NBC earned a 2.6 overnight Nielsen rating for Rafael Nadal's four-set win over Roger Federer yesterday from 9:00am-2:00pm ET, marking the best French Open men's final overnight since Andre Agassi beat Andrei Nedvedev in five sets in '99 (4.0 overnight). Nadal-Federer is also up 63% from a 1.6 overnight for Nadal's victory over Robin Soderling last year. West Palm Beach topped all U.S. markets for the Nadal-Federer match with a 5.1 local rating, while DC finished second with a 4.0 rating. NBC also earned a 1.7 overnight for Li Na's victory over Francesca Schiavone in the women's final on Saturday from 9:00am-12:00pm, flat compared to Schiavone's win over Sam Stosur last year. NBC Friday drew a 1.3 overnight for Federer's win over Novak Djokovic and the conclusion of Nadal's win over Andy Murray in the semifinals, up 30% from a 1.0 overnight for semifinal coverage last year. also had an average of 48 minutes per stream for live coverage of the Federer-Djokovic match (Austin Karp, THE DAILY).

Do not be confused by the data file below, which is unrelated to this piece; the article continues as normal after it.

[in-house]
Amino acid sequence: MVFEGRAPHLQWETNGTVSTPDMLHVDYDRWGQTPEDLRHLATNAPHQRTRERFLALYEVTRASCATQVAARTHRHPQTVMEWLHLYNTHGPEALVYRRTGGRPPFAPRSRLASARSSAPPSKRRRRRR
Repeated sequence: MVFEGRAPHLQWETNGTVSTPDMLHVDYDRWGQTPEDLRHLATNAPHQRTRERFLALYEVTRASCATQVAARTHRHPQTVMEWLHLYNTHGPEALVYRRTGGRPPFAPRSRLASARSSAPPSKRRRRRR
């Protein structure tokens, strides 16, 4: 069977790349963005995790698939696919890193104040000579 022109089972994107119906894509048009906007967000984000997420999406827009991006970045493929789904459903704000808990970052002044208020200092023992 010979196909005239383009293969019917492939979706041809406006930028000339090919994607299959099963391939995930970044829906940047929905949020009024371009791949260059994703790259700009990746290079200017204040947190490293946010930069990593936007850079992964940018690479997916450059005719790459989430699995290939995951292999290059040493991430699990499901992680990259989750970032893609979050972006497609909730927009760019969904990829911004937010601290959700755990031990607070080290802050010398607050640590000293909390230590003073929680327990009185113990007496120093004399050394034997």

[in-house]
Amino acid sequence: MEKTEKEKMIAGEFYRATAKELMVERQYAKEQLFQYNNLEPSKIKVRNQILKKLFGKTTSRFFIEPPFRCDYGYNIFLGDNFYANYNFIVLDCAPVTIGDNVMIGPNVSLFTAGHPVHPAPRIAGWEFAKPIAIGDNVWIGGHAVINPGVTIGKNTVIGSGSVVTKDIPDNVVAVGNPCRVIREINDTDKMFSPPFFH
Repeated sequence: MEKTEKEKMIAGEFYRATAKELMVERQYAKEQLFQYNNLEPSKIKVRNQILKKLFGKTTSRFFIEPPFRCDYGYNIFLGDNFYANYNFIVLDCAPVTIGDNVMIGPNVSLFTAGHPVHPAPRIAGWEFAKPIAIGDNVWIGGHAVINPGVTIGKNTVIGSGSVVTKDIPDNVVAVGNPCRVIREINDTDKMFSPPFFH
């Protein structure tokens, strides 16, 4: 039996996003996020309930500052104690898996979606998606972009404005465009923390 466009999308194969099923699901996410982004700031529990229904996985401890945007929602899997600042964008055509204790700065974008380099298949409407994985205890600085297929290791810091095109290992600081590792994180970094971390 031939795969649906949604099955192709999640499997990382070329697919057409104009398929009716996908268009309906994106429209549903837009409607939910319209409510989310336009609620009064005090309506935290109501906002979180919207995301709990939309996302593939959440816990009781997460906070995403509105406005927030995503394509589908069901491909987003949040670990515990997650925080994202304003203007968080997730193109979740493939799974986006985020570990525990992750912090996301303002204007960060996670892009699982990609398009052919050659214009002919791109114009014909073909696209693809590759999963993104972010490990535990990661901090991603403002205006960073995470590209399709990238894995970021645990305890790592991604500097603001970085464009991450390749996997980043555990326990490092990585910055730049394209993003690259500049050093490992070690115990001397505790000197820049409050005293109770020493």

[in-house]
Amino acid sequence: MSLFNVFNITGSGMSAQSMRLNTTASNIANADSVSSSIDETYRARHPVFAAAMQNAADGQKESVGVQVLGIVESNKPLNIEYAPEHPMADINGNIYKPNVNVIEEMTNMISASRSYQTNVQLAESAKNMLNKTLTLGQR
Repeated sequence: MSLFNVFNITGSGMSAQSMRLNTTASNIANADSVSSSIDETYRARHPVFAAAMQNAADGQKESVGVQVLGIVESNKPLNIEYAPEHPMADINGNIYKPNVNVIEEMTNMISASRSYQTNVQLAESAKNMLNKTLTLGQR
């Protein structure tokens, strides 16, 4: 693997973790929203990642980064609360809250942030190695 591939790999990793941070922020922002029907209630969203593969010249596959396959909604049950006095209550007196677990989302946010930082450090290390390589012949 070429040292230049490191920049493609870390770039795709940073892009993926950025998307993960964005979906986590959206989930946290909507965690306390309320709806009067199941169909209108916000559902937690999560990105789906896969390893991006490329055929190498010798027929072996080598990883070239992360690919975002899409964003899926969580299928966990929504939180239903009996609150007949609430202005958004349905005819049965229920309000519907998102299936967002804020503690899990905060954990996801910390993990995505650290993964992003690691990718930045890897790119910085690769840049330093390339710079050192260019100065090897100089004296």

IN THE BOOTH: In Denver, Dusty Saunders writes NBC's three-person crew of Ted Robinson, Mary Carillo and John McEnroe kept Nadal-Federer "in focus." McEnroe "again displayed his ability to keep hype out of his delivery" (DENVER POST, 6/6). However, in St. Petersburg, Tom Jones writes Robinson's presence during yesterday's final "made the NBC three-person booth too crowded." McEnroe and Carillo are "so good that they don't need setting up," and if "one sport out there doesn't need a true play-by-play announcer, it's tennis" (ST. PETERSBURG TIMES, 6/6).

BATTLE OF BABOLAT BALLS: In the first set of the Nadal-Federer match, McEnroe noted that “we’ve seen more ... unforced errors" from Nadal “then we’ve ever seen." Part of that "is probably due to this lighter ball” from Babolat “that flies and the players -- even Nadal -- have to accept that it’s going to happen.” Carillo said, “They’re lighter and they fly through the air more. ... Nadal prefers those old balls as much (as anybody), but he doesn’t want to say anything because it’s the same company that made these balls that pays him millions of dollars” (“French Open,” NBC, 6/5). Nadal has an endorsement deal to play with Babolat racquets (THE DAILY).